Networking in the cloud - coming to you sometime soon
Software Defined Networks are being described as cloud computing for networks. The promise is SDN will shake up the telecoms world and usher in new and faster services. The reality is more complicated, Johanna Egar finds
It’s been called cloud computing for networks, with all the benefits that implies. But creating Software Defined Networks (SDNs) isn’t easy. This task involves turning a large chunk of network hardware – the control management or brain part – of telecoms switches into software, to centralise control.
Doing this means you can use cheaper common hardware. This then gets told what to do by the brain, says Kurt Rodgers, Chorus’ network strategy manager, who is grappling with this technical challenge.
He says: “Networking is like a distributed brain with every switch and router making its own decision. SDN is a trend moving back in the other direction, where you’ve got cheaper devices that are centrally controlled.”
By taking the control management functions out of the hardware and turning them into software, telecoms networks become more flexible and easier to manage.
Cloud services use a similar virtualisation process. It sees software separate physical infrastructures, isolate operating systems and applications from the underlying hardware, and creating copies. These can then be hosted independently and so make cloud computing possible. A similar process is underway with telecoms networks. It is sometimes called Network Function Virtualisation (NFV).
This process is only starting with telecoms; there are still limitations. For instance, it’s not easy to turn the network routers needed to run a telecoms network into cheap, dumb hardware. Their control functions may move to the network, but network performance requirements keep climbing. This means cheap, off-the-shelf hardware might not be able to perform well enough. Routers are not servers, which are easier to commoditise.
Although centralising control this way should lower operating costs, this is still not proven.
“You can streamline your operational processes and automate – which is the reason IT moved to the cloud – but it’s still early days with telecommunications,” says Chorus’ Rodgers, striking a cautious note.
Rodgers is more positive about SDN helping telcos and others launch and deliver new services faster. Electricity and broadcast companies, indeed any company with a large network, may also get into the game. So a big industry shake up could be coming.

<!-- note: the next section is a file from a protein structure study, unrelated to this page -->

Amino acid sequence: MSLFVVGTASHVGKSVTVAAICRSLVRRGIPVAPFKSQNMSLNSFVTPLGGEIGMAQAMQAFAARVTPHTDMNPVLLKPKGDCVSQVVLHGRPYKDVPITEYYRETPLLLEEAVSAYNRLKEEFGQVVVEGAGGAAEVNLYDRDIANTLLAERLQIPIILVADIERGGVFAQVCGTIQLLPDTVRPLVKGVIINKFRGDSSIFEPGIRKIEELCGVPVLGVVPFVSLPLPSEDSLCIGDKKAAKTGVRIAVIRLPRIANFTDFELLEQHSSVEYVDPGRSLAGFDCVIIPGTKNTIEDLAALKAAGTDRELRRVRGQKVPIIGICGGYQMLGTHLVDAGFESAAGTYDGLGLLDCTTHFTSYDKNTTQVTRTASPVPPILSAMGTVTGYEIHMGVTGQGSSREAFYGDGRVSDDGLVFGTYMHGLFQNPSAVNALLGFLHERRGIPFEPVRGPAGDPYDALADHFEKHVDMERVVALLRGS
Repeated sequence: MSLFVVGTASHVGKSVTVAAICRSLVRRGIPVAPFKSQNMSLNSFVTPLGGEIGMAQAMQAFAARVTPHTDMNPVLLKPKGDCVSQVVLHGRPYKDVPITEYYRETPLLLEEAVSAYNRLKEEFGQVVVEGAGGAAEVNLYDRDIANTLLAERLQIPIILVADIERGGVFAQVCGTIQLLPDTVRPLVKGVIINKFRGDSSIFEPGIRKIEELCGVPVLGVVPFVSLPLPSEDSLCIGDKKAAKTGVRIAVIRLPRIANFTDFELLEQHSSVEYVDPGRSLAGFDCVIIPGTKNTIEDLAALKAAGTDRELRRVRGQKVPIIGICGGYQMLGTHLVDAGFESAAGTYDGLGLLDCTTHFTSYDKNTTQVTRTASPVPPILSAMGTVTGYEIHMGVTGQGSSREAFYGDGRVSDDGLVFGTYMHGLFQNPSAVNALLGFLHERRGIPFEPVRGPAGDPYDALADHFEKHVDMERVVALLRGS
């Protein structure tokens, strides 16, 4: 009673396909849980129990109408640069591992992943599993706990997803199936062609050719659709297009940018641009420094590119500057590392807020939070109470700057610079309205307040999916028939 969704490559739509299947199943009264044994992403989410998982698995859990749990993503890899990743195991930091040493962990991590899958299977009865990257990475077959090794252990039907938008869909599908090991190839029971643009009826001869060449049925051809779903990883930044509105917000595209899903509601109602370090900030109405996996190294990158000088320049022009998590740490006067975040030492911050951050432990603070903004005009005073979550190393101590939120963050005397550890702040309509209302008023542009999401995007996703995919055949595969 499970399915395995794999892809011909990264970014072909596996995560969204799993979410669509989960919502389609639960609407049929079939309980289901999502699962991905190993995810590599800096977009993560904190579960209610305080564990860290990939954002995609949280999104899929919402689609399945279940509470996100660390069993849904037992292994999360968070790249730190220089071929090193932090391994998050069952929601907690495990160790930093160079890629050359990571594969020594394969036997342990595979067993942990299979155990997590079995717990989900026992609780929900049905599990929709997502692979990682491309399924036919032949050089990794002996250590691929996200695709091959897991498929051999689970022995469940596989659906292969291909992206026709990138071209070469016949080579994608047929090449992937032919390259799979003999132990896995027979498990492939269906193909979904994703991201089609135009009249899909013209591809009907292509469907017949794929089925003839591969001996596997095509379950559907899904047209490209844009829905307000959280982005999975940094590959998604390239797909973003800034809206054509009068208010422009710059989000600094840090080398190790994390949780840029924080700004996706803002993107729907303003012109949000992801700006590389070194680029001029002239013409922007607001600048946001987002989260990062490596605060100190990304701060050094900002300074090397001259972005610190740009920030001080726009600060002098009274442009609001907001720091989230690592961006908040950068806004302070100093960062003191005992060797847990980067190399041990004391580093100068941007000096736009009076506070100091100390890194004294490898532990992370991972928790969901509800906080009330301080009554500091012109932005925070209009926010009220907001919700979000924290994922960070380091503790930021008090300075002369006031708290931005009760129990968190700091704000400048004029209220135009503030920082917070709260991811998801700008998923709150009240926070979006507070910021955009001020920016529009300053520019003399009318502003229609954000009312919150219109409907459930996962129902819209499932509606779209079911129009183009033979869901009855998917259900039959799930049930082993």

The SDN-fibre ideal is that if you have a broadband fibre connection and your telecoms provider has an SDN network you should be able – with the click of a website button – to add, say, more bandwidth, a new television service or move from a high to a low data plan. In fact, make any change to your telecoms service you want in an instant.
“Buying and interacting with your telco could become like interacting with Netflix or Amazon Web Services, or Google. That should be the goal,” says Rodgers.
“SDN isn’t important in itself. What’s important is being able to have a digital relationship with customers that’s easier, and cuts costs and improves customer experience,” he says.
The road promises to be a rocky one though. Investing in SDN isn’t cheap, and, although telcos are doing this in new areas, they have a lot of sunk costs. This will make them reluctant to spend on SDN in other areas before an asset comes to end of its life-cycle. This could take as long as five to seven years.
Telcos may get a push from outsiders judging by what’s happening elsewhere. Despite the limits imposed, by spectrum, for example, enterprising newcomers can already do a lot by bolting together fibre, unlicensed spectrum, computing power and Wi-Fi hotspots. This is exactly what US’ Republic Wireless is doing, to provide cheap mobile connectivity. And it’s not the only one.
Republic Wireless may have to use cellular towers if no hotspots are available. Yet its example shows what is already possible. Telecommunications is set to face the kind of disruptive challenge the IT industry did some time ago. With the structural separation of our telecoms industry combined with the roll out of Ultra Fast Broadband, you don’t need to be a telco now to put SDN smarts on the end of a fibre connection and devise a new service.
A blurring is going on between networks and IT that could see integrators and companies with large networks jump into the telecoms pool.
“It’s converging, everyone is doing things digitally, over IP, using internet technology, and converging in the same direction,” says Rodgers. “At the end of the day, it is all just software over fibre.
“The two things of value in the telecoms industry are the physical structure, which gives you physical connectivity, and the service, which is basically software. SDN might mean a closer relationship between those who can deliver value to the customer and those who have the delivery structure.”